NABOKV-L post 0017263, Mon, 3 Nov 2008 11:58:10 +0000

Re: THOUGHTS: Pale Fire timeline and Kinbote's commentary
Jerry/Jansy: also note that chess-problemists of VN¹s vintage (i.e.,
pre-computer graphics systems!) would certainly own a set of
chess-piece-logo printing blocks and an inked pad. Using these on a blank 8
x 8 grid, you could quickly record any chess position. Each block would
print a square with a piece shape. NOTE: not just the piece-logo, but the
piece AND its square. There¹s 24 blocks In the set, four for each of the six
pieces (P, R, N, B, Q, K), e.g., white pawn on white square; white pawn on
black square; black pawn on white square; black pawn on black square. Great
fun! (The alternative menthod of representing chess positions in print was
with 8 text strings, one for each row, e.g., P2QpnR1 = white pawn, 2 empty
squares, white Queen, black pawn, black night, white rook, empty square.
Less fun!).

You can see that this expands the notion of ³signing² a letter with a
stamped chess emblem. Four choices for a King, as the mood dictates! But,
I¹m left wondering why Sebastian doesn¹t sign with his eponymous piece? And
why not a White Knight?
Incidentally, VN would exploit in problems the amazing fact that a pawn can
be promoted (on reaching the 8th row) to any piece other than King (or
Pawn)! Under-informed players assume that pawns always promote to Queens. In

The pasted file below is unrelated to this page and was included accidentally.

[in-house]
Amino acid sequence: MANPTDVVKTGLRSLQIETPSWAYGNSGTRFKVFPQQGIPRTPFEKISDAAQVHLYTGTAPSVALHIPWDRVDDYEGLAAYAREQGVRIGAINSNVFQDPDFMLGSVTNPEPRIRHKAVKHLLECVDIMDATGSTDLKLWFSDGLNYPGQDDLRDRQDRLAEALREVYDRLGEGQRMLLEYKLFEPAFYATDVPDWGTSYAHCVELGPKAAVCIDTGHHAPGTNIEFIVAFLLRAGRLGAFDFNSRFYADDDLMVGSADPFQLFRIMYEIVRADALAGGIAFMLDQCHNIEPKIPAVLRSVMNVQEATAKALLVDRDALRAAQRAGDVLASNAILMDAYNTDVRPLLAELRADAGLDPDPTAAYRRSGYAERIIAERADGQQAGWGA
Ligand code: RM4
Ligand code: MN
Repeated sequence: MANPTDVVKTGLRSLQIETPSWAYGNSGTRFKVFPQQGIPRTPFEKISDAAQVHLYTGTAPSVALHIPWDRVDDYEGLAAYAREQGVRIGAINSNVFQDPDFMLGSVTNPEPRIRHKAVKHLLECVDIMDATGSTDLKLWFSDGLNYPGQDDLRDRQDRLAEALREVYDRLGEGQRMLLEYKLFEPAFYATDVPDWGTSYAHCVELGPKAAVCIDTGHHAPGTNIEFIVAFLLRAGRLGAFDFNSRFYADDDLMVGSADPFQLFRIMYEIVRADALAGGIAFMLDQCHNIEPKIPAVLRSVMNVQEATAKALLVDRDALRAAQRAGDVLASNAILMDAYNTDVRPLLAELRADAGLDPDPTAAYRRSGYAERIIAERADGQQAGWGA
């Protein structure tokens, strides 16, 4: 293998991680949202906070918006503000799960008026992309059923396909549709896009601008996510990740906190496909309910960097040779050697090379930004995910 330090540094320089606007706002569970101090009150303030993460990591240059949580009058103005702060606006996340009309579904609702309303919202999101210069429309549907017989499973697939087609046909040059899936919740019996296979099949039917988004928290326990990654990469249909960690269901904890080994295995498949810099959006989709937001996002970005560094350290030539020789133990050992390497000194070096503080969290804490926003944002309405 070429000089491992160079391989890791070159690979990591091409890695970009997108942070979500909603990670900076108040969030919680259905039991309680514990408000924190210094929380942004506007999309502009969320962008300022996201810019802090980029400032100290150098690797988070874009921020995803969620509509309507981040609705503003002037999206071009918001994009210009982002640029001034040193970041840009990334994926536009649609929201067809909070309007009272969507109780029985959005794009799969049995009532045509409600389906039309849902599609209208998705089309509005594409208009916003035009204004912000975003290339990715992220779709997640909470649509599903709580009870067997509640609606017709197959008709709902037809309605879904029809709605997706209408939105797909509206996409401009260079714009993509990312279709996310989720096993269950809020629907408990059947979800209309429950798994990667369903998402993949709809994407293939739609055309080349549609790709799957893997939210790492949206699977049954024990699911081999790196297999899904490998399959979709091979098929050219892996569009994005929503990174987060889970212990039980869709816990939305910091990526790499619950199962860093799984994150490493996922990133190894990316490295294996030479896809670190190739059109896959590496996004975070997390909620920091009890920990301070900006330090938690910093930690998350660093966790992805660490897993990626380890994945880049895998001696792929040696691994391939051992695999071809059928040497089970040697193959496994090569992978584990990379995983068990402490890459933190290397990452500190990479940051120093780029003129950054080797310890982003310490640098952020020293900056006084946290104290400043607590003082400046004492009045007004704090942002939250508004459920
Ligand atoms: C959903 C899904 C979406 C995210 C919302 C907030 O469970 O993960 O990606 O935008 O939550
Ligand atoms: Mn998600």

the ³artificial² world of Chess Problems (oft disdained by ³real² players)
Pa8 = N (pawn promoted to Knight) can be the key move.

Enough of these idle symbolic convolutions. Today we have a NEW WORLD CHESS
CHAMPION. The Indian Vishy Anand has beaten the Russian Kramnik.

Stan Kelly-Bootle

On 02/11/2008 20:10, "NABOKV-L" <NABOKV-L@HOLYCROSS.EDU> wrote:

> Jerry Friedman responds:
> --- On Sat, 11/1/08, jansymello <jansy@AETERN.US> wrote:
>> JM [ to JF and MR}: Charles Kinbote used the same emblem as
>> did Sebastian Knight in VN's former novel.
>> How do you ( JF anbd MR) interpret this?
> Chess was one of Nabokov's main interests, and provides
> convenient "logos" for the surname Knight and for a
> delusional king (if the signers are good at drawing and, if
> you want to know my opinion, a bit affected). I'm afraid I
> don't see any more than that.
> ...

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